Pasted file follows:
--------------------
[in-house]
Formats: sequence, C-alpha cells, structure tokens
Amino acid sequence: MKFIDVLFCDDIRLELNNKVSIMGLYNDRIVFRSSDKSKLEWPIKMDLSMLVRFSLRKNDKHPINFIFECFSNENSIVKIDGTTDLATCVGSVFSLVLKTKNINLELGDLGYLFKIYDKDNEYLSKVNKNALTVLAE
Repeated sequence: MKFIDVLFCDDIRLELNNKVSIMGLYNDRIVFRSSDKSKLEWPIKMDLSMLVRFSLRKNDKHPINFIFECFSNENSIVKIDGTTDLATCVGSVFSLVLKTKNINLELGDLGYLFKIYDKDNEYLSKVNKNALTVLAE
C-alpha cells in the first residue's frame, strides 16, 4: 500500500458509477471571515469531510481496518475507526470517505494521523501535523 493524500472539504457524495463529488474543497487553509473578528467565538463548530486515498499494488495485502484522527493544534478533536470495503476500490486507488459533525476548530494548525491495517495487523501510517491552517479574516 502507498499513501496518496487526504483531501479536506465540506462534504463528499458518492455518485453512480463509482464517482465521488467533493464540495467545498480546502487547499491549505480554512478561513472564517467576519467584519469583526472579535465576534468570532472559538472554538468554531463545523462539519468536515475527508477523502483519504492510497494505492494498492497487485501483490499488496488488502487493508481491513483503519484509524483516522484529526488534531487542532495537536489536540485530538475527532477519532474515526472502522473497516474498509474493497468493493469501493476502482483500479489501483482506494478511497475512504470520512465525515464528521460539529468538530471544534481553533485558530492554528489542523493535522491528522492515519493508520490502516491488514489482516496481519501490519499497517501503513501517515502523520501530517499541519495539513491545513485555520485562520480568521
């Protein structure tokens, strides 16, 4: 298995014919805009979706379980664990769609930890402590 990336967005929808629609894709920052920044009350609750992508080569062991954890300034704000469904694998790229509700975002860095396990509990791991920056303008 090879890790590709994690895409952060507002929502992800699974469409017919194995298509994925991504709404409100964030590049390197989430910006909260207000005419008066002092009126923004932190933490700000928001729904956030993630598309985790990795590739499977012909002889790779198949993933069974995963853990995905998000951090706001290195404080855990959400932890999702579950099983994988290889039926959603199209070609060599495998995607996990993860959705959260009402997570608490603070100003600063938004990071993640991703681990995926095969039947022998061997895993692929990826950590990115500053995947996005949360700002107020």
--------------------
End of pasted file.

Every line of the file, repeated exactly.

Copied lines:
[in-house]
Formats: sequence, C-alpha cells, structure tokens
Amino acid sequence: MKFIDVLFCDDIRLELNNKVSIMGLYNDRIVFRSSDKSKLEWPIKMDLSMLVRFSLRKNDKHPINFIFECFSNENSIVKIDGTTDLATCVGSVFSLVLKTKNINLELGDLGYLFKIYDKDNEYLSKVNKNALTVLAE
Repeated sequence: MKFIDVLFCDDIRLELNNKVSIMGLYNDRIVFRSSDKSKLEWPIKMDLSMLVRFSLRKNDKHPINFIFECFSNENSIVKIDGTTDLATCVGSVFSLVLKTKNINLELGDLGYLFKIYDKDNEYLSKVNKNALTVLAE
C-alpha cells in the first residue's frame, strides 16, 4: 500500500458509477471571515469531510481496518475507526470517505494521523501535523 493524500472539504457524495463529488474543497487553509473578528467565538463548530486515498499494488495485502484522527493544534478533536470495503476500490486507488459533525476548530494548525491495517495487523501510517491552517479574516 502507498499513501496518496487526504483531501479536506465540506462534504463528499458518492455518485453512480463509482464517482465521488467533493464540495467545498480546502487547499491549505480554512478561513472564517467576519467584519469583526472579535465576534468570532472559538472554538468554531463545523462539519468536515475527508477523502483519504492510497494505492494498492497487485501483490499488496488488502487493508481491513483503519484509524483516522484529526488534531487542532495537536489536540485530538475527532477519532474515526472502522473497516474498509474493497468493493469501493476502482483500479489501483482506494478511497475512504470520512465525515464528521460539529468538530471544534481553533485558530492554528489542523493535522491528522492515519493508520490502516491488514489482516496481519501490519499497517501503513501517515502523520501530517499541519495539513491545513485555520485562520480568521
């Protein structure tokens, strides 16, 4: 298995014919805009979706379980664990769609930890402590 990336967005929808629609894709920052920044009350609750992508080569062991954890300034704000469904694998790229509700975002860095396990509990791991920056303008 090879890790590709994690895409952060507002929502992800699974469409017919194995298509994925991504709404409100964030590049390197989430910006909260207000005419008066002092009126923004932190933490700000928001729904956030993630598309985790990795590739499977012909002889790779198949993933069974995963853990995905998000951090706001290195404080855990959400932890999702579950099983994988290889039926959603199209070609060599495998995607996990993860959705959260009402997570608490603070100003600063938004990071993640991703681990995926095969039947022998061997895993692929990826950590990115500053995947996005949360700002107020």